Trump Lawyer Claims Georgia Case Will be Delayed if Trump wins Presidency in 2024

[Photo by Gage Skidmore]

His defense attorney in Atlanta argued on Friday that if Donald Trump wins the 2024 election, he will not be subject to a criminal trial in Georgia until at least 2029, after he leaves office as president.

“I believe that the [Constitution’s] supremacy clause and his duties as president of the United States — this trial would not take place at all until after his term in office,” Trump’s attorney Steve Sadow said.

The judge was questioning attorneys for Trump and his co-defendants regarding the prospective scheduling of a trial when Sadow made his remark.

Sadow’s reference to the supremacy clause served as an invocation of the principle that federal obligations typically take precedence over state interests.

The constitutionality of that principle as it pertains to a state’s endeavor to prosecute a president in office remains unproven.

Conversely, Sadow vehemently opposed a proposition put forth by prosecutors in Fulton County to commence the trial in August 2024, contending that such a timeline would contravene the “election interference” doctrine by depriving Trump of campaign activities during the concluding months of the election.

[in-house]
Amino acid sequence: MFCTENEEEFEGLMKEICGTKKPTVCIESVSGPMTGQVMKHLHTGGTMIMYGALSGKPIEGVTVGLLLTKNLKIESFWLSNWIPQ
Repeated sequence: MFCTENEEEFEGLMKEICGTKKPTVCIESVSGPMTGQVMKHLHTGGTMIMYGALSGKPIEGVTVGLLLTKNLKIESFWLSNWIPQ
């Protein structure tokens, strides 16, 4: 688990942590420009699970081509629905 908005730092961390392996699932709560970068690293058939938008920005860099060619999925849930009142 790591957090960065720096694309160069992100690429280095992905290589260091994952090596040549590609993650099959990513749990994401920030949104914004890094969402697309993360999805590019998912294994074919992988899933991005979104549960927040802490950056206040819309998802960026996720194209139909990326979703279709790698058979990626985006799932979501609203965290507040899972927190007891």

All three additional criminal cases against Trump are scheduled to proceed to trial the following year; however, Trump is optimistic that all of them can be postponed.

His federal trial is scheduled for March on charges of election interference, and his New York trial is scheduled for hush money payments.

His federal trial for stockpiling classified records is scheduled for May.

It was at the hearing on Friday that Trump’s legal team provided their initial statement regarding the scheduling of the Georgia case before Judge Scott McAfee.

It emphasized the intricate calculation McAfee will need to perform in order to strike an equilibrium between the necessity to promote the criminal justice system and the probability that Trump will be nominated for his party in 2024.

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